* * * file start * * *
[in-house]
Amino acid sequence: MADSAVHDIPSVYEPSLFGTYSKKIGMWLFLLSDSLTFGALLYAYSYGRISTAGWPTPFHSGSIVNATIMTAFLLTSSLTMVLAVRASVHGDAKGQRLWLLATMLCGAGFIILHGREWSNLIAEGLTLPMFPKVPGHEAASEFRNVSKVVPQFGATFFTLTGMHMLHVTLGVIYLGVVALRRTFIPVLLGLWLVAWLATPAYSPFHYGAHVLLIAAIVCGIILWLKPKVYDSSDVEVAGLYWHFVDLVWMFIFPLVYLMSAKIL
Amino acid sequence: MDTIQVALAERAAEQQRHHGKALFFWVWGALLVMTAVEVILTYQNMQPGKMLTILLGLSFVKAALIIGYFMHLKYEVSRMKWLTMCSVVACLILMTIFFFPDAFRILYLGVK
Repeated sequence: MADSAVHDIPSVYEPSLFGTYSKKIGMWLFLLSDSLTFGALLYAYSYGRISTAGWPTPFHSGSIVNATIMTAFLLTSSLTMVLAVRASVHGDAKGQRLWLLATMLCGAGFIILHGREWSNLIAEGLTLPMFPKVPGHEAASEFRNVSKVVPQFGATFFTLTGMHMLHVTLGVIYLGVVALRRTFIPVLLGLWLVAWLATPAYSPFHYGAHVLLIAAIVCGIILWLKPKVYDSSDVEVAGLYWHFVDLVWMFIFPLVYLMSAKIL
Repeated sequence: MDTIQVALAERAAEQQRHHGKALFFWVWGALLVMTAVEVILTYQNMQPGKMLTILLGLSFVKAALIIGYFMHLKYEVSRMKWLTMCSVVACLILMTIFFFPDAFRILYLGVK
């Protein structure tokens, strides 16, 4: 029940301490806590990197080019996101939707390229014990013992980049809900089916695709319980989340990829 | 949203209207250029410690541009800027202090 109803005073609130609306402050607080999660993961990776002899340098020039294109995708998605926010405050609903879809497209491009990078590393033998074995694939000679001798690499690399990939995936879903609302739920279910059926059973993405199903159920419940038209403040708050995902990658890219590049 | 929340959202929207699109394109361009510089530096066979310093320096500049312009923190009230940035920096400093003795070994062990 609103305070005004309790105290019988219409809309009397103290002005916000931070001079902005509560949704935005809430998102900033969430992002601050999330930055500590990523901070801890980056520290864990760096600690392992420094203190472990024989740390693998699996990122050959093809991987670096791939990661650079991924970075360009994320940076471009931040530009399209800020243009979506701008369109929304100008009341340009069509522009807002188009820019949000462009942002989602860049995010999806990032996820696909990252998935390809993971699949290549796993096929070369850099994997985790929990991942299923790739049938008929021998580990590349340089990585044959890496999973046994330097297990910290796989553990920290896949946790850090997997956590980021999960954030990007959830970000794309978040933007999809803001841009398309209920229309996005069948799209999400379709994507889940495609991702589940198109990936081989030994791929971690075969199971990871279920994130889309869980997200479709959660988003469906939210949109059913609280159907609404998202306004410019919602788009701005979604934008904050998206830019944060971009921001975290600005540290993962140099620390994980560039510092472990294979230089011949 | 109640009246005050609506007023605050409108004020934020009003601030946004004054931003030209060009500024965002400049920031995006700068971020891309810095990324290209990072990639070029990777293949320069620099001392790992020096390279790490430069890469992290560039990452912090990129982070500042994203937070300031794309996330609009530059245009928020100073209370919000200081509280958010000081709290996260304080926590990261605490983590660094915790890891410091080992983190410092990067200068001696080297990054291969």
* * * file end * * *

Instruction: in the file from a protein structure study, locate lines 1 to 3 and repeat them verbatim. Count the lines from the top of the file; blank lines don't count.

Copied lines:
[in-house]
Amino acid sequence: MADSAVHDIPSVYEPSLFGTYSKKIGMWLFLLSDSLTFGALLYAYSYGRISTAGWPTPFHSGSIVNATIMTAFLLTSSLTMVLAVRASVHGDAKGQRLWLLATMLCGAGFIILHGREWSNLIAEGLTLPMFPKVPGHEAASEFRNVSKVVPQFGATFFTLTGMHMLHVTLGVIYLGVVALRRTFIPVLLGLWLVAWLATPAYSPFHYGAHVLLIAAIVCGIILWLKPKVYDSSDVEVAGLYWHFVDLVWMFIFPLVYLMSAKIL
Amino acid sequence: MDTIQVALAERAAEQQRHHGKALFFWVWGALLVMTAVEVILTYQNMQPGKMLTILLGLSFVKAALIIGYFMHLKYEVSRMKWLTMCSVVACLILMTIFFFPDAFRILYLGVK